But overall, we expect consumer spending on goods to contribute positively to GDP in the first quarter of 2021 after detracting slightly last quarter. The big picture for consumers looks good, too, and should continue to improve: savings rates remain high, while home values and nest eggs have recouped their losses from early 2020 and then some.
In contrast, we’re mindful that consumer confidence is fragile, especially among those with incomes below $75,000, according to the University of Michigan’s preliminary consumer sentiment survey for February.6 And compared to their non-U.S. developed-market counterparts, U.S. consumers are on somewhat shakier ground. That’s because U.S. economic policy around the pandemic has focused on sending checks directly to individuals and heavily subsidizing unemployment. In other countries, the goal has been to keep workers attached to jobs through payroll subsidies. In the U.K., for example, eligible employees receive a check of up to 80% of their wages while not working or working only part-time. The benefits of keeping payrolls intact are twofold: employees gain immediate financial relief, and business owners are spared from having to hire and retrain staff once they reopen their doors.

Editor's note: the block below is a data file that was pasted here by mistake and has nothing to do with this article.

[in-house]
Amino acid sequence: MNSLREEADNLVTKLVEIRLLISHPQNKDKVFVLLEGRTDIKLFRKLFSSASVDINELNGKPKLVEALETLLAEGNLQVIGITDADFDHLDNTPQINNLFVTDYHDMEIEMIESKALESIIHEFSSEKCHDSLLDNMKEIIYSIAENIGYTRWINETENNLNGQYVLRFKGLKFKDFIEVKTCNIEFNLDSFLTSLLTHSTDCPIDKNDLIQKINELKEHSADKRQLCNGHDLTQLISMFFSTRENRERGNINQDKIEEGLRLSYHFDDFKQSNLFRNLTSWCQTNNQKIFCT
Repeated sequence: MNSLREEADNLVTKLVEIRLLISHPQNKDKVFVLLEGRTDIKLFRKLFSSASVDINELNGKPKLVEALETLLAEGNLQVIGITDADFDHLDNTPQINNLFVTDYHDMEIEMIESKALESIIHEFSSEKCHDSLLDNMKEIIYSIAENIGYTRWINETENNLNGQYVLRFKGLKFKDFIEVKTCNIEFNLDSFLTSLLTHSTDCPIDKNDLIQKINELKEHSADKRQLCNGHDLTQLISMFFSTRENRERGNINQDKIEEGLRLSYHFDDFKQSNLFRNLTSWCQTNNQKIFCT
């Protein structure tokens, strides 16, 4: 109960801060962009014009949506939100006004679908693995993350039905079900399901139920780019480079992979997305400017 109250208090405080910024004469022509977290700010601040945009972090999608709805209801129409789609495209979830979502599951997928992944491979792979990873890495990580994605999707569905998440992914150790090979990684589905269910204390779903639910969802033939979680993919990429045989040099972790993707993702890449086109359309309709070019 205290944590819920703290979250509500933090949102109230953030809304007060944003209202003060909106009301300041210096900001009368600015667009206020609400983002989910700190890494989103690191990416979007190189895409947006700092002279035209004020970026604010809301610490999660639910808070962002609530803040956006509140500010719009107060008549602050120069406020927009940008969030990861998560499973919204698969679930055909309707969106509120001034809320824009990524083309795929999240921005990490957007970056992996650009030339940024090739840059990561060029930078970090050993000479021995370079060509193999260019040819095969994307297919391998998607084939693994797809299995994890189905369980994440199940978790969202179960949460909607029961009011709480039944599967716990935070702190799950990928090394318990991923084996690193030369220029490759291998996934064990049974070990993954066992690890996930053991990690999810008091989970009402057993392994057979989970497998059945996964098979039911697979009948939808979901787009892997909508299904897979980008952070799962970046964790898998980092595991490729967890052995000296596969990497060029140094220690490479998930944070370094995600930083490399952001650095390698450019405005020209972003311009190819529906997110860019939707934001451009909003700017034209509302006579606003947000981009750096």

Either approach, however, leaves consumers with plenty of pent-up demand to spend on services they’ve largely avoided — such as travel and dining — once the pandemic has passed and restrictions are eased.
Fortunately, recent data shows that countries are succeeding in slowing the spread of COVID-19. According to Johns Hopkins University, the 7-day rolling average of daily new cases is down 74% from its January peak in the U.S., and down 60% in Europe’s five largest economies.6 We know from experience that this will lead to a further drop in hospitalizations and fatalities from COVID-19, and to an easing of the government-imposed economic restrictions intended to prevent them. This progress has been made even though less than one quarter of the population of any of these countries has been vaccinated.
As we’ve long maintained, only a sustained reduction in the spread of the virus can produce a true return to economic normalcy, and only effective vaccines offer a durable solution to the crisis. Thus far, the U.S. and U.K. are well ahead of the 27-nation European Union (EU) in terms of vaccinations on a per capita basis, which has given them a head start toward achieving herd immunity.7